Bloomsbury laid bare: Frances Partridge reveals the truth about her fellow writers

A new biography of the diarist Frances Partridge assesses the material that she was too kind to publish during her lifetime. Here, Mark Bostridge shares his memories of the longest surviving member of the Bloomsbury group

I met Frances Partridge on several occasions during the last decade of her life. Still sprightly and alert in her nineties, she was to be seen regularly at exhibition openings and book launches. In 1995 she attended a party at the Imperial War Museum to mark the publication of my first book, a biography of Vera Brittain. Afterwards, she wrote to say how much she had enjoyed the event, though, as a lifelong pacifist, she admitted that she had been disturbed by the museum's display of tanks and guns.

Five years on from Frances Partridge's death – in February 2004, just a month short of her 104th birthday – Anne Chisholm has produced a worthy tribute to the woman often dubbed "the last survivor of Bloomsbury". In the 1960s, Partridge had begun to be sought out by a growing band of biographers and scholars documenting the lives and work of the Bloomsbury group – a world Partridge had formally entered in the mid-1920s through her relationship with her future husband, Ralph Partridge, and her entanglement in the ménage he shared at the time with his first wife, the artist Dora Carrington, and the writer Lytton Strachey, at their home at Ham Spray on the Berkshire Downs.

Having survived the distinctly unnerving experience of seeing the private lives of herself and her friends dissected in print and exposed in newspapers, on stage and, eventually, in film and on television, Partridge embarked in old age on a new career as a memoirist and diarist. In 1978, she published her first book, A Pacifist's War, a lightly edited version of the diary she had kept during the Second World War. Its glowing reception thrilled her, though she was bewildered by having been pushed, or having "stepped of my own free will – onto the stage in the glare of footlights". In all, six further volumes of her post-war diaries were to appear between 1985 and 2001, distinguished by the honesty, humour and plain curiosity about human nature that were the outstanding qualities of Frances Partridge's writing.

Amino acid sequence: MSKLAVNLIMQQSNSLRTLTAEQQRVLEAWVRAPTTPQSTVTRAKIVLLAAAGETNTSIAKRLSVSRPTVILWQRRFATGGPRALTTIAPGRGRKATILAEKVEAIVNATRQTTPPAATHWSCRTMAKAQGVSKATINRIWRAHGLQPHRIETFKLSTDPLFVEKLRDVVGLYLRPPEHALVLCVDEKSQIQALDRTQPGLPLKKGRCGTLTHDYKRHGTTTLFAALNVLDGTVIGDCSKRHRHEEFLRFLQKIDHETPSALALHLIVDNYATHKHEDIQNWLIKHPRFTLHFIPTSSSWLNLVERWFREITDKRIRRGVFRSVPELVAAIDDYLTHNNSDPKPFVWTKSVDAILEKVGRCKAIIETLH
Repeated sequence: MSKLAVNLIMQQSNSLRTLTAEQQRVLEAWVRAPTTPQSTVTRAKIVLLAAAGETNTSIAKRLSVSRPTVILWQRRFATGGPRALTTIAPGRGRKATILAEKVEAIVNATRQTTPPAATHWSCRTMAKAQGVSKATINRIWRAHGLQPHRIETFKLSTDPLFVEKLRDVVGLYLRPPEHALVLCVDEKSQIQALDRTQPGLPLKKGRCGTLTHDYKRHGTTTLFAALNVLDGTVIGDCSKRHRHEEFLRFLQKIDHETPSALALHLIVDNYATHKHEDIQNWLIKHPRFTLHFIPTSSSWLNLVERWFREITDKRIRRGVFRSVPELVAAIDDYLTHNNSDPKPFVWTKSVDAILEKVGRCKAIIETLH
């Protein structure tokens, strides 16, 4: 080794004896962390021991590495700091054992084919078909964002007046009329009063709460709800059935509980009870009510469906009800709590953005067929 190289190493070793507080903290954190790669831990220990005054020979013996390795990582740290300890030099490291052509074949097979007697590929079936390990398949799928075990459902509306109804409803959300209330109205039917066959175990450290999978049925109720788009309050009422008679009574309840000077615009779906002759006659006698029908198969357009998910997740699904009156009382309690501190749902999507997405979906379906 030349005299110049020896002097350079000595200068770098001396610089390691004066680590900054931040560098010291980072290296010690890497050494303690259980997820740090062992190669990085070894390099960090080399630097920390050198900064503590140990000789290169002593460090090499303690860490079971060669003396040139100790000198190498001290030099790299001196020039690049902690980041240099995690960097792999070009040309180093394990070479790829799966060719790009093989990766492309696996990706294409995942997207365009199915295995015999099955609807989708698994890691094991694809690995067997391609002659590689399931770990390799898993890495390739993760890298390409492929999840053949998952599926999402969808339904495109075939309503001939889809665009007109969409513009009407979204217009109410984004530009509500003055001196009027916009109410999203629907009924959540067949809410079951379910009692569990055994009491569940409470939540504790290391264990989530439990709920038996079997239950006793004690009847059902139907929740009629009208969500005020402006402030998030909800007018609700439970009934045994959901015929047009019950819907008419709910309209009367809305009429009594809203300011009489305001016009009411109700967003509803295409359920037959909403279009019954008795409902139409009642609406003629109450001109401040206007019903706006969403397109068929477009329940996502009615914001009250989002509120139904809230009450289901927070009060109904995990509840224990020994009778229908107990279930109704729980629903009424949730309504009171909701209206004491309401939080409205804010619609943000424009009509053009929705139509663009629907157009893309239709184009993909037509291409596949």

Chisholm's biography is based on the published works, the archive of diaries and letters bequeathed to King's College, Cambridge, as well as conversations with Partridge towards the end of her life. Disappointingly, most of the diaries no longer exist in their original manuscript form; it was Partridge's habit to destroy these originals as she produced the edited typescript that was sent to the printers. Nevertheless, she left behind many traces of the kind of material she had decided not to publish for fear of causing offence or hurt to family and friends, and it is from these that Chisholm has managed to develop, for the most part, a perspective of critical detachment.

Frances Partridge was born into a liberal-minded family with peripheral connections to members of the Bloomsbury Group. Her mother, Margaret, was acquainted with the Strachey family, while her father, William Marshall, was an architect – one of his commissions was a study for Darwin, at his home at Down House, in Kent – and included Leslie Stephen, Virginia Woolf's father, among his friends. Partridge's first significant encounter with the unconventional circle whose lives she was to chronicle came in 1922 when, after graduating from Cambridge, she went to work at the bookshop co-owned by her brother- in-law, Bunny Garnett. Here she became acquainted with Leonard and Virginia Woolf, and sent books out to EM Forster in India, and to Gerald Brenan in Spain. Bloomsbury, with its love of conversation and ideas, and its standards of "courage, independence, passion for the truth and reality instead of romance and hypocrisy", fitted Frances like a glove. By 1923, one of its members, Ralph Partridge, who had worked for the Woolfs at the Hogarth Press, had fallen for her. Clive Bell, who said that Frances had the best legs in Bloomsbury, announced that Ralph was in love with "a black-haired beauty... a beautiful Princess that lives in Birrell and Garnett's bookshop".